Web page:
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Table 1 Melanin production by A. media UTSA199 in agar bases in the presence of di¡erent supplements

non-melanin-producing strain, did not exhibit an LDOPA peak (Table 2).

Plate typea

3.3. Isolation of yellow, red and brown precursor pigments

MA MA+Tyr 0.1% NA TSA TSA+Cys 0.1% TSA+Phe 0.1% TSA+Tyr 0.1% TSA+Asc 0.1% TSA+Asc 0.2% TSA+Asc 0.3%

Pigment production at 30³Cb 24 h

48 h

3 3 + +++ 3 +++ ++++ + (y) 3 3

3 + ++ ++++ +++ (b) +++++ ++++++ +++ (r) ++ (y) 3

a MA = minimal agar ; NA = nutrient agar; TSA = trypticase soy agar. `Tyr', `Cys', `Phe' and `Asc' are tyrosine, cysteine, phenylalanine and ascorbate, respectively. Plates were seeded with equivalent inocula of cells. b A minus sign indicates growth but no visible pigment in the medium. Plus signs indicate the intensity of the pigmentation which was dark brown except for the cysteine-containing medium which deposited black (b) pigment, and the ascorbate-containing medium which was yellow (y) or red (r) as indicated.

0.3% ascorbic acid showed the normal bu¡-coloured ^ but less con£uent ^ growth of the strain without any visible pigmentation in the agar. 3.2. L-DOPA is a precursor of melanin produced by A. media The major pathway to melanin formation begins with the tyrosinase-catalysed conversion of tyrosine to L-DOPA [1]. Previous studies have detected phenolic precursors such as L-DOPA, catechol or HGA in cell-free culture ¢ltrates of various bacterial species [7,12]. Using HPLC, L-DOPA was detected in a late exponential-phase culture ¢ltrate of A. media UTSA199. The retention time and OD260 /OD280 ratio of one of the A. media UTSA199 culture ¢ltrate peaks were identical to that of a standard L-DOPA sample and di¡erent from that of a standard HGA sample (Table 2). Whereas a standard addition of LDOPA to a ¢ltrate sample produced a higher peak at the same retention time point, an HGA addition produced an additional peak with a longer retention time (data not shown). Moreover, an HPLC trace of a culture ¢ltrate sample from A. media UTSA173, a

In the DEAE-cellulose ¢ltration procedure for the binding of the dark brown melanin pigment, it was noticed that the £ow-through fraction contained a distinctively red coloured pigment which seemed to be a precursor since it changed gradually to dark brown when left at room temperature, or instantly to brown when adjusted to a pH greater than 10. The absorption spectrum of the red-to-brown converted pigment matched that of the original melanin (data not shown), and also could now be bound to DEAE-cellulose. The red pigment was stable for several days at 4³C at a pH less than 3. Like brown melanin, it was precipitated in alkaline FeCl3 and was insoluble in ether and chloroform, but atypically was not precipitated in acid and was partially soluble in ethyl acetate and completely soluble in amyl alcohol or butanol. The ready convertibility of the red pigment to brown melanin suggested that it was a major precursor, yet it was isolated as a minor component. Thus its potential role as a true precursor and not a minor by-product was investigated more fully. In earlier experiments, serendipitous observation had shown that yellow and red pigments were produced by A. media UTSA199 on TSA supplemented with ascorbic acid (Table 1). This experiment was repeated to obtain several soft agar plates each containing yellow, red or brown pigments, which were isolated subsequently from the acidi¢ed, centrifuged and ¢ltered agar. The clear yellow, red or brown liquors were extracted into butanol and stored at 4³C inde¢nitely with no deterioration in colour. Unlike the red pigment transition to brown melanin described above, the yellow pigment was stable in ascorbate agar even after 2 weeks at room temperature. Moreover, the extracted yellow pigment did not change to red or brown but only to an amber colour when the pH was adjusted to 11. It seemed, therefore, that the molecular stage of polymerisation of the yellow pigment was insu¤cient to enable its ready conversion to dark brown melanin, as occurred for the red pigment. When all three coloured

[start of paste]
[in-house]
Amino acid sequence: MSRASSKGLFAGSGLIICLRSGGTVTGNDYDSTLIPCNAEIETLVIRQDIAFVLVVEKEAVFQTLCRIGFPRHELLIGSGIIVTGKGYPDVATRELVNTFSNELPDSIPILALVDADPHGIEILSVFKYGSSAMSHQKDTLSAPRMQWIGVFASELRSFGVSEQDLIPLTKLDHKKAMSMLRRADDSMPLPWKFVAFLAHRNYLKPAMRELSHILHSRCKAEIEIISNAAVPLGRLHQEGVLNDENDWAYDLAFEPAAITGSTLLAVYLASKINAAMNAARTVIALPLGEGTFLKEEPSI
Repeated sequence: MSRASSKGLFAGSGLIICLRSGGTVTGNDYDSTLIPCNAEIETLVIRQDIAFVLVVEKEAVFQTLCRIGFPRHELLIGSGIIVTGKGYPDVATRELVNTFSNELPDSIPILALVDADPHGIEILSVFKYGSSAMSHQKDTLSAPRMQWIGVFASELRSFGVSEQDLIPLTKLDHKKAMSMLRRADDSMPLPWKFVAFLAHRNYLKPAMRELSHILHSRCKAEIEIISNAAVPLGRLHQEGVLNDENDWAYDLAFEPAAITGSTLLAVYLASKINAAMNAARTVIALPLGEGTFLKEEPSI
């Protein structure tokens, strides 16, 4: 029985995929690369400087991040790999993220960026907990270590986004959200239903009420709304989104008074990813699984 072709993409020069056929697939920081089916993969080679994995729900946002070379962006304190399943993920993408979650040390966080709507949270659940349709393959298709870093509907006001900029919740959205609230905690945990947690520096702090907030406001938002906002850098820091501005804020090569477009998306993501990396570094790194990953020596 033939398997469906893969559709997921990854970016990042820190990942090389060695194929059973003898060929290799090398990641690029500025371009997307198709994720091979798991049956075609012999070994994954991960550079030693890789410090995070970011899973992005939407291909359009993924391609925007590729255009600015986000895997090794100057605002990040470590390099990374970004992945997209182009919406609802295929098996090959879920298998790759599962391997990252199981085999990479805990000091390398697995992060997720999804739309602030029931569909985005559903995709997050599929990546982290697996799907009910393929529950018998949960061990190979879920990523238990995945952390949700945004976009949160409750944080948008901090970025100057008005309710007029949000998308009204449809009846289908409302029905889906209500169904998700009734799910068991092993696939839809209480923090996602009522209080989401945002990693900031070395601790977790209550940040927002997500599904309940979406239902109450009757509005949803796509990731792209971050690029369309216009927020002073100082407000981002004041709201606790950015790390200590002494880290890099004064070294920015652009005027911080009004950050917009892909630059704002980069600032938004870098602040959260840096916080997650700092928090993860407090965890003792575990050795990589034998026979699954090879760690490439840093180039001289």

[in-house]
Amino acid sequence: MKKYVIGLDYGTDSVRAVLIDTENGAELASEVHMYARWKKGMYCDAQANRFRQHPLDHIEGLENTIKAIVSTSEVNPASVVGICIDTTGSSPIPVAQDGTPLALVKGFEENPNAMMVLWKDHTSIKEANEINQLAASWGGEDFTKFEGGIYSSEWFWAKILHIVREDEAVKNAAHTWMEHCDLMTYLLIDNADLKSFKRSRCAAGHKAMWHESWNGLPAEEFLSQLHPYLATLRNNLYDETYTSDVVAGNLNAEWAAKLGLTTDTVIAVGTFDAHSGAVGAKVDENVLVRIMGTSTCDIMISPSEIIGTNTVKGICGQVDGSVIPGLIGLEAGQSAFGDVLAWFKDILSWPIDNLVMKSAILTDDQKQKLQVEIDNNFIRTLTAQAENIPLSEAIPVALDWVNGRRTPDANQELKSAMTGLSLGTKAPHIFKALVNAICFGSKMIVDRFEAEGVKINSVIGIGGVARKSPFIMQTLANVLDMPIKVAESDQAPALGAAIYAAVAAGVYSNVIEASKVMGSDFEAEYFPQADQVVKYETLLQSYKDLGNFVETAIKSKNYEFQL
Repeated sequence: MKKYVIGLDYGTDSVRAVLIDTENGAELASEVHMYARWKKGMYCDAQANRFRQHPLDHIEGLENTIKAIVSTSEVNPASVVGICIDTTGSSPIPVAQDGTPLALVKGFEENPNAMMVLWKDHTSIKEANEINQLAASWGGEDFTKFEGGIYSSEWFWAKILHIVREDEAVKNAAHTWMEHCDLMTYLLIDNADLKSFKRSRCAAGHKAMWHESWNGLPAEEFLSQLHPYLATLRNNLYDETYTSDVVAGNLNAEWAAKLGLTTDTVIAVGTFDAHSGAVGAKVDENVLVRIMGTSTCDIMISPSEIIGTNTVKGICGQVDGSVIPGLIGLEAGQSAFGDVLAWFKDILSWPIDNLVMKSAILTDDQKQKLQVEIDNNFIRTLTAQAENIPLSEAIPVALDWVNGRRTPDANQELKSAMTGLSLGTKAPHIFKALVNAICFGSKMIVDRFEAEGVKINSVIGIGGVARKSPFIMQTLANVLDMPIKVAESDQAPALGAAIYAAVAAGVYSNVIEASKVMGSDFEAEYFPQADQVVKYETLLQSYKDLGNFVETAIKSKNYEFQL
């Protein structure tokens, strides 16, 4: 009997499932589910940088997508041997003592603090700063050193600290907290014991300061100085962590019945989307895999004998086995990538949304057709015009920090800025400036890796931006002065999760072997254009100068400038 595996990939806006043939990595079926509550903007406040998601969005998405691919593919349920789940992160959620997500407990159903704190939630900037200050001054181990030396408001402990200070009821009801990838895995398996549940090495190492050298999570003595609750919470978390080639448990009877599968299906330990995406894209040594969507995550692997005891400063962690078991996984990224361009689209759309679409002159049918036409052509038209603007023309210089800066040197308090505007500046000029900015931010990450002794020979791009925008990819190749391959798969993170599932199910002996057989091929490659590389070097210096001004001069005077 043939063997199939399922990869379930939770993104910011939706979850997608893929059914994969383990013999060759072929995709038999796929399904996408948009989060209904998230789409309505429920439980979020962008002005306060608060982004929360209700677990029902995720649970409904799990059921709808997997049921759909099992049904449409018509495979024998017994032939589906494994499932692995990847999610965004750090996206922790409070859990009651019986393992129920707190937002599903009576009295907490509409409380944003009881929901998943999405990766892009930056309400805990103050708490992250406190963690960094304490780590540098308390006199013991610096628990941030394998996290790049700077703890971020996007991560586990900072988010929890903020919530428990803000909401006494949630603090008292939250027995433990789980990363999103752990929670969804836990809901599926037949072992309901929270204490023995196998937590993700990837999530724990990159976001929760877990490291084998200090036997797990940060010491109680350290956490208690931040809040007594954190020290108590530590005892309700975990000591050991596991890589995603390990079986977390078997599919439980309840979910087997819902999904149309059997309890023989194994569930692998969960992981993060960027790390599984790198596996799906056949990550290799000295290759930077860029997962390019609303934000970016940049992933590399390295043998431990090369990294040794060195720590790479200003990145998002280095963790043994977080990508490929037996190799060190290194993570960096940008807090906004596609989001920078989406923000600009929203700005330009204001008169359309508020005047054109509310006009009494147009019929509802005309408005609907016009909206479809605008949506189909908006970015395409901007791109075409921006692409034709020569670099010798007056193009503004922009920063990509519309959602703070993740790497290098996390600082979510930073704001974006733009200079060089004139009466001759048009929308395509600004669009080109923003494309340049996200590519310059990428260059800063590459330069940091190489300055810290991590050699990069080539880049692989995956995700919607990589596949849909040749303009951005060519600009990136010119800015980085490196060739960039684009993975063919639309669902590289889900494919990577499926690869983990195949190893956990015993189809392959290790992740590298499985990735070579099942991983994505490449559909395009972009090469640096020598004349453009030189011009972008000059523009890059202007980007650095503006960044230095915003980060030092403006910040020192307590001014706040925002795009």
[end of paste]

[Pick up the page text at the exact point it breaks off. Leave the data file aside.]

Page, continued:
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Fig. 3. Absorption spectra of melanin and precursors from A. media UTSA199. The plots represent puri¢ed melanin (A), butanol-soluble yellow (y), red (r) and brown (b) precursor pigments (B), red precursor spectra at pH 2, 5, 8 and 12 (C) and yellow precursor spectra at pH 2, 4, 6, 9 and 12 (D). For plots C and D, the curves are in decreasing order of pH from top to bottom.

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Table 2 Identi¢cation of L-DOPA in a cell-free culture ¢ltrate of A. media UTSA199 Sample

Retention time (min)

OD260 /OD280

L-DOPA HGA UTSA199 ¢ltrate UTSA199 ¢ltrate+L-DOPA UTSA173 ¢ltrate

3.2 5.1 3.2 3.2 no peak

1.41 2.38 1.45 1.44 ^